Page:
Introduction: How to Make a Concrete Tiki Garden Statue

About: Hi. I'm Richard Neuman. I started making Paper Mache Props for Halloween and didn't stop! Lately I've been making Tiki statues and other outdoor garden sculptures.

Tiki Garden Statues are fun, lightweight statues that will liven up any garden.

This is an easy, inexpensive project with very few ingredients or special tools needed.

Step 1: Materials and Tools

Rapid Set Cement-All

Blue Foam Mat – ¼” thick

Masking Tape

Acrylic Paint

Acrylic Sealer


Glue Gun

X-Acto knife

Stainless Steel bowl and spoon

Old Paint Brush

Step 2: Concept

The main body of the tiki is made from a single piece of blue foam mat rolled into a cylinder shape.

You can buy these mats at most stores that sell camping equipment.

Each individual design element such as the eyes, nose, and mouth are also cut from blue mat material then hot-glued to the main body. Then the entire foam statue is then covered in concrete.

Step 3: Design

Design your Tiki on paper and print it out the actual size you would like the statue to be.

Keep the shapes simple with lots of space in between each design element.

The concrete goes on pretty thick, so you will lose a lot of detail on each shape.

Step 4: The Main Body

This statue is 11 inches high. To make your statue this height, cut out a square piece of foam 11 inches high by 15 inches wide using an X-Acto knife (box cutter.) Roll the foam into a cylinder shape so it overlaps several inches.

Tape all around the cylinder with masking tape to hold the cylinder together. (I live in Canada, so I used white hockey tape, which everyone here has lots of). Hot-glue the seam from the outside and add some more tape vertically along the seam to smooth it out a little. The seam won’t be perfectly smooth, but it will be at the back of your statue and won’t matter too much.

Step 5: Add the Design Elements

Trace the top and bottom of the cylinder on some blue foam. Cut out the 2 circles and glue them in place using the glue-gun.

Cut out each design element from your paper copy and trace the paper pieces onto more blue foam and cut them out.

Glue on the eyes, mouth, nose and all the other elements on to the main body. Add a strip at the top and bottom around the entire tiki. Add some extra hot-glue to round off any elements you want to stand out like the eyes, lips, chin, or nostrils.

Step 6: Cover in Cement

Rapid Set Cement-All is perfect for this type of project.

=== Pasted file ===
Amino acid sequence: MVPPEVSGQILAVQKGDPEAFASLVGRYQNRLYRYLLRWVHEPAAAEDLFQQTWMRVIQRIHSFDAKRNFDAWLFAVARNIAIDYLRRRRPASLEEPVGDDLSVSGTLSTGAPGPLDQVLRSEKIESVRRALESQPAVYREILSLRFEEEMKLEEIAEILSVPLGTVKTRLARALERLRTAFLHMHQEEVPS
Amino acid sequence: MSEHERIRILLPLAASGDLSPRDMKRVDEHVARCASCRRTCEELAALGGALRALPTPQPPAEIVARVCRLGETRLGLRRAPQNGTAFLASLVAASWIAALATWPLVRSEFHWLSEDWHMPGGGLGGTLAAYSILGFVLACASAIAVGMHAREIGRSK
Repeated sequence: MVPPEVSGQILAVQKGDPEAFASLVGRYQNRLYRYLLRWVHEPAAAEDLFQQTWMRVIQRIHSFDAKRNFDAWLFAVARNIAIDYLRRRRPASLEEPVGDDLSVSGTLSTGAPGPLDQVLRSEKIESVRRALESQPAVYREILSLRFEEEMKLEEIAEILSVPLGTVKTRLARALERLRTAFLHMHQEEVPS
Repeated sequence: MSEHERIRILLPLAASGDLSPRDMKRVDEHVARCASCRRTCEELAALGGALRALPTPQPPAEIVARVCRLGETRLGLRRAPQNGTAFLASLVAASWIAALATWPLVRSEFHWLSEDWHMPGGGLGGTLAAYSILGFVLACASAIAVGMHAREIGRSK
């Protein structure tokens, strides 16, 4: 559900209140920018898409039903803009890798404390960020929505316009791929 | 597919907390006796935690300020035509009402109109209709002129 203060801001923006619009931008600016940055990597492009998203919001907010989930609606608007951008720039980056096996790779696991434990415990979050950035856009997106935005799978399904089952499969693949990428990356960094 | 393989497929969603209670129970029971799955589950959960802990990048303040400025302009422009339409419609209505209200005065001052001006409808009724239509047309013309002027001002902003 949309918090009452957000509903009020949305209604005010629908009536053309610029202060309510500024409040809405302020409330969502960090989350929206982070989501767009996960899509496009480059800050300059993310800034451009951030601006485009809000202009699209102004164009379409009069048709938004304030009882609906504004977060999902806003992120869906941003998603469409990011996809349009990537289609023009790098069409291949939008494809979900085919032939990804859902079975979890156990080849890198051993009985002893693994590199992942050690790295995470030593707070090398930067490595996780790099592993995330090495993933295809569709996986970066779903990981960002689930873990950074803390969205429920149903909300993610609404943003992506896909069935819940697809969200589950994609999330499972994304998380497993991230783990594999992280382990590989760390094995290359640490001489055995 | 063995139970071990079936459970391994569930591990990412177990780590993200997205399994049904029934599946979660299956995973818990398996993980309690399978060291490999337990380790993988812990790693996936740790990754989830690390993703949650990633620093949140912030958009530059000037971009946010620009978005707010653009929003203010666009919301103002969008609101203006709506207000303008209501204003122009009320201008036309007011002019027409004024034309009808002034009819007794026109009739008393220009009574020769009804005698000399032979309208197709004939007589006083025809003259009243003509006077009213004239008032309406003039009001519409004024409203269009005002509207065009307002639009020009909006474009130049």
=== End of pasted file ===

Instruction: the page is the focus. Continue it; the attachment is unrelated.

It sets in around 15 minutes and hardens in an hour. It’s extremely strong and doesn’t shrink much. If this statue were solid cement, it would be extremely heavy, but because it’s mostly air and foam, it’s not heavy at all!

The ratio is 4 parts cement to 1 part water. Start with ¼ cup of water in a stainless-steel bowl, then add 1 cup of Cement-All a little at a time, stirring as you add.

For this tiki, I wanted to simulate a brown ‘wooden’ look so I mixed some brown paint right into the concrete mix.

Spread the mix onto your sculpture using a spoon, stir stick, or an old paint brush to get it into the small areas. It doesn’t like to stick to smooth surfaces, but don’t worry if you don’t get everything covered on the first pass. Just make another batch and hit the uncovered areas until you can’t see any more blue foam.

Step 7: Highlight the Design Elements

To highlight the design elements, make a small batch of cement with more brown paint and less water.

“Paint" the design elements (except the teeth) with the darker brown concrete mix with an old paint brush.

If it's too thick to paint on, just add some more water.

Step 8: Outdoor Plant Pots

You can also use this same method to make outdoor plant pots. Here’s a Tiki plant pot I made by wrapping the blue foam around a plastic container with holes drilled in the bottom. Perfect for outdoor plants!

I didn't mix any paint into the cement mix for this pot. This tiki was covered with the natural gray cement. Everything except the eyes and teeth were painted with watered down acrylic paint, then sprayed with an acrylic sealer.

Step 9: Tips

You don’t necessarily have to use foam mat for the design elements. You can use any kind of foam as long it’s flexible enough to follow the contour of the cylinder shape. If the foam is too thin, the cement will cover right over it and it won’t provide any 3D detail. I find the ¼” foam mat material the perfect thickness.

If you would like to see what a true artist can go with concrete, be sure to check out Made By Barb for more expert advice, techniques and ideas for concrete creations. I learned a lot from her posts.

You can see more of my creations on Instagram at Mad Props Design.

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